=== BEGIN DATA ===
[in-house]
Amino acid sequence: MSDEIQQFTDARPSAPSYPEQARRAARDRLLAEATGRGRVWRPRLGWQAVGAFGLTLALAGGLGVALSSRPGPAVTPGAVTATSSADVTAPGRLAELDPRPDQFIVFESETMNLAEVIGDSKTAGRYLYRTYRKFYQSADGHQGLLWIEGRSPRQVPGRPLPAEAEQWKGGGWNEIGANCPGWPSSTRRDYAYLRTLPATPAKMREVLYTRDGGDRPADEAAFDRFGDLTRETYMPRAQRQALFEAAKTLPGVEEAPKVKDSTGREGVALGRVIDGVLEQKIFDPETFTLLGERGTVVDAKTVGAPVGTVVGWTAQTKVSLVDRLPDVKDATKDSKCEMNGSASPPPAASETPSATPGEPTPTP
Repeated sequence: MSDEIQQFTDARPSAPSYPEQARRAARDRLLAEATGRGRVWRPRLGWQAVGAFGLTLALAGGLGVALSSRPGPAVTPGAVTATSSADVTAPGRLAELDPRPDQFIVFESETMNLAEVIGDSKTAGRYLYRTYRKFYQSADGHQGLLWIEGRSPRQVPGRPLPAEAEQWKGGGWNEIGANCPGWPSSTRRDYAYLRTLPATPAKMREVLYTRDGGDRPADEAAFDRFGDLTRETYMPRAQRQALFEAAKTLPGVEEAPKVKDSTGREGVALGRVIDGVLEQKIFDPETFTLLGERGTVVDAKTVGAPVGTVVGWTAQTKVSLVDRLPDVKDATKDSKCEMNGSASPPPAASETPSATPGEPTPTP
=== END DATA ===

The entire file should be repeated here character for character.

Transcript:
[in-house]
Amino acid sequence: MSDEIQQFTDARPSAPSYPEQARRAARDRLLAEATGRGRVWRPRLGWQAVGAFGLTLALAGGLGVALSSRPGPAVTPGAVTATSSADVTAPGRLAELDPRPDQFIVFESETMNLAEVIGDSKTAGRYLYRTYRKFYQSADGHQGLLWIEGRSPRQVPGRPLPAEAEQWKGGGWNEIGANCPGWPSSTRRDYAYLRTLPATPAKMREVLYTRDGGDRPADEAAFDRFGDLTRETYMPRAQRQALFEAAKTLPGVEEAPKVKDSTGREGVALGRVIDGVLEQKIFDPETFTLLGERGTVVDAKTVGAPVGTVVGWTAQTKVSLVDRLPDVKDATKDSKCEMNGSASPPPAASETPSATPGEPTPTP
Repeated sequence: MSDEIQQFTDARPSAPSYPEQARRAARDRLLAEATGRGRVWRPRLGWQAVGAFGLTLALAGGLGVALSSRPGPAVTPGAVTATSSADVTAPGRLAELDPRPDQFIVFESETMNLAEVIGDSKTAGRYLYRTYRKFYQSADGHQGLLWIEGRSPRQVPGRPLPAEAEQWKGGGWNEIGANCPGWPSSTRRDYAYLRTLPATPAKMREVLYTRDGGDRPADEAAFDRFGDLTRETYMPRAQRQALFEAAKTLPGVEEAPKVKDSTGREGVALGRVIDGVLEQKIFDPETFTLLGERGTVVDAKTVGAPVGTVVGWTAQTKVSLVDRLPDVKDATKDSKCEMNGSASPPPAASETPSATPGEPTPTP